170115_life_anxiety

Patience and understanding are key when battling anxiety.

Couples often struggle with all sorts of challenges, but being half of a couple struggling with anxiety offers a unique set of problems.

In those cases, experts say patience and understanding are key.

“It’s good to learn about anxiety to be able to understand what’s going in with the other person,” says Tamra Paolillo, a family therapist at Mosaic Counseling Center. “It’s difficult to know what’s going to set a person off, even they don’t know.”

People with anxiety report they they feel like their blood pressure is off the charts, and many will reach for their hearts, feeling like it’s going to jump out of their chest, Paolillo says.

“What’s happening is they’re having a physiological response,” she says. “They’re on hyperdrive similar to the fight or flight trigger.”

Paolillo says anxiety could occur because of a crowd in the mall or a long line at the movie theater. Spouses can get frustrated because their partner may start to limit activities. Those with anxiety may express a lot of fears about going places and want to avoid family functions.

The best thing spouses can do when anxieties are triggered is be supportive. Breathing with him or her, maintaining your calm and finding your own center are helpful. Holding the person’s hand or going on a walk with him or her also may reduce anxiety.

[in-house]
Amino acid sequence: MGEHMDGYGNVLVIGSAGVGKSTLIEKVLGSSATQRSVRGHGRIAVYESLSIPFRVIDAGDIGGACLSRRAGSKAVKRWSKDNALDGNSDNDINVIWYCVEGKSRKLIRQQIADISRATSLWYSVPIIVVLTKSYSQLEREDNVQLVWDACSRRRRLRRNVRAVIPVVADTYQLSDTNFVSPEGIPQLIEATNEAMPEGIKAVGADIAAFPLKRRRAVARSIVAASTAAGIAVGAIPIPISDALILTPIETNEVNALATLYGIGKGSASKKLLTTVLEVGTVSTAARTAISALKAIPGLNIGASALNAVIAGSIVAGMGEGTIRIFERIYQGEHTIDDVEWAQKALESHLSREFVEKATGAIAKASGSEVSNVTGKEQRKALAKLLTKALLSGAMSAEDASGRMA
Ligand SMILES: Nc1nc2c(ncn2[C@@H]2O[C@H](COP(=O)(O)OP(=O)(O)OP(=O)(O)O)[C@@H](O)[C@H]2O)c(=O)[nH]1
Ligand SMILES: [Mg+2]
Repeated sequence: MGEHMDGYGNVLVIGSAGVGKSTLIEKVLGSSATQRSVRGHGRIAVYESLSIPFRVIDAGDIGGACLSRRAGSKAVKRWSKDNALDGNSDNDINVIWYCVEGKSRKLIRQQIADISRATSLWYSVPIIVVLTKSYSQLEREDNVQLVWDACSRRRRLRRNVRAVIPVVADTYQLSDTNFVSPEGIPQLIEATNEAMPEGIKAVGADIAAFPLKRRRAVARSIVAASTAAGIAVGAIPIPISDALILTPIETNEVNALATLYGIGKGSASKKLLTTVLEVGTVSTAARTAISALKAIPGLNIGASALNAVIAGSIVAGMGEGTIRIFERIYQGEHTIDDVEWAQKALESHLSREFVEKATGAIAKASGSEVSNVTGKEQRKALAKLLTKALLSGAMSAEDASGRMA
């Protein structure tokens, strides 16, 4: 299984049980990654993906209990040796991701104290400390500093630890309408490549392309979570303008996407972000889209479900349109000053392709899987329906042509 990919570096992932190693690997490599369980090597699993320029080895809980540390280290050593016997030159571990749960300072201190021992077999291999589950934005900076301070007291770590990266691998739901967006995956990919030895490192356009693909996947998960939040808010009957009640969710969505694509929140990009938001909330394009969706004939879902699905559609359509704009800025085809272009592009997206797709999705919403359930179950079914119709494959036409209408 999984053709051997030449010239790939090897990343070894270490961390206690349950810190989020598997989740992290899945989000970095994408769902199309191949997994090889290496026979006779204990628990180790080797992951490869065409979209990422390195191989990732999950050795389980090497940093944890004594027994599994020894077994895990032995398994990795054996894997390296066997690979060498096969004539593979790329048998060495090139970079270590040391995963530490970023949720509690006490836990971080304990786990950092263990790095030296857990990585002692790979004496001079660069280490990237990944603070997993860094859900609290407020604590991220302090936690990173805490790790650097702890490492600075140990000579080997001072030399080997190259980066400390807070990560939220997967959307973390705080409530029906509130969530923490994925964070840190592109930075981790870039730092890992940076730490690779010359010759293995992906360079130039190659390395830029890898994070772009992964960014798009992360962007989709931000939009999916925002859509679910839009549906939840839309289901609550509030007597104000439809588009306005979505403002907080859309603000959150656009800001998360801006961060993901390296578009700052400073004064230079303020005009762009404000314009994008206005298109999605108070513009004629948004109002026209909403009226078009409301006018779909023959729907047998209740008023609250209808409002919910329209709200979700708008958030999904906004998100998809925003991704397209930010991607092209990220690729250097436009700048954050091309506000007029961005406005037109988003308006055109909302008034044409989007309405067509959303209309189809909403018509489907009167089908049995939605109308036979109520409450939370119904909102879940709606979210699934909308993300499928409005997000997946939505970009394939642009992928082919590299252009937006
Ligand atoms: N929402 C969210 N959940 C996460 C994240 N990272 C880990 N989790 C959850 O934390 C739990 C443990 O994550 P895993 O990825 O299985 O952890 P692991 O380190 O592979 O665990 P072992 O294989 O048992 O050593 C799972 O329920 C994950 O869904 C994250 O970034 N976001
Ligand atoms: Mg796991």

“The things that aren’t helpful are yelling ‘stop it’ or ‘calm down.’ That’s like telling a person with asthma to breathe,” Paolillo says. “You just want to remind yourself to be patient and understand it’s not intentional.”

Experts with the Anxiety and Depression Association of America say partners of those suffering from bouts of anxiety often take on more than the normal share of domestic, economic, parenting and other responsibilities. That can cause additional strain in a relationship and may require outside help.

“If it’s starting to affect your relationship and you’re starting to distance yourself or feel resentful toward your spouse you may want to get some help,” Paolillo says. “If your world is starting to feel smaller, you’re avoiding things, having frequent anxiety attacks. I would definitely get some help.”

Couples also may need to compromise, including sometimes doing things solo.

“Some say it’s uncomfortable to leave their partner at home or to do things without them,” Paolillo says. “I encourage folks to go ahead and do things without their partner.”

One option for figuring out the next social gathering is to consider driving separate cars. Or if there’s a shared vehicle, then the more social partner can make other arrangements to get home. The partner struggling with anxiety should understand he or she doesn’t have to stay for the entire time.

It’s important for those not experiencing anxiety to find time to rejuvenate. Everyone needs to make time to recharge their batteries. Experts recommend not giving up your own life and interests, maintaining a support system and setting boundaries.

“You might feel selfish in taking time out for yourself,” Paolillo says. “That doesn’t mean don’t do it. It just means that you have to learn it doesn’t mean that you are selfish. Feelings sometimes betray us. I encourage people to stay in their logic and not so much in their feelings.”

Erica Van Buren can be reached at erica.vanburen@newspressnow.com. Follow her on Twitter: @SJNPVanBuren.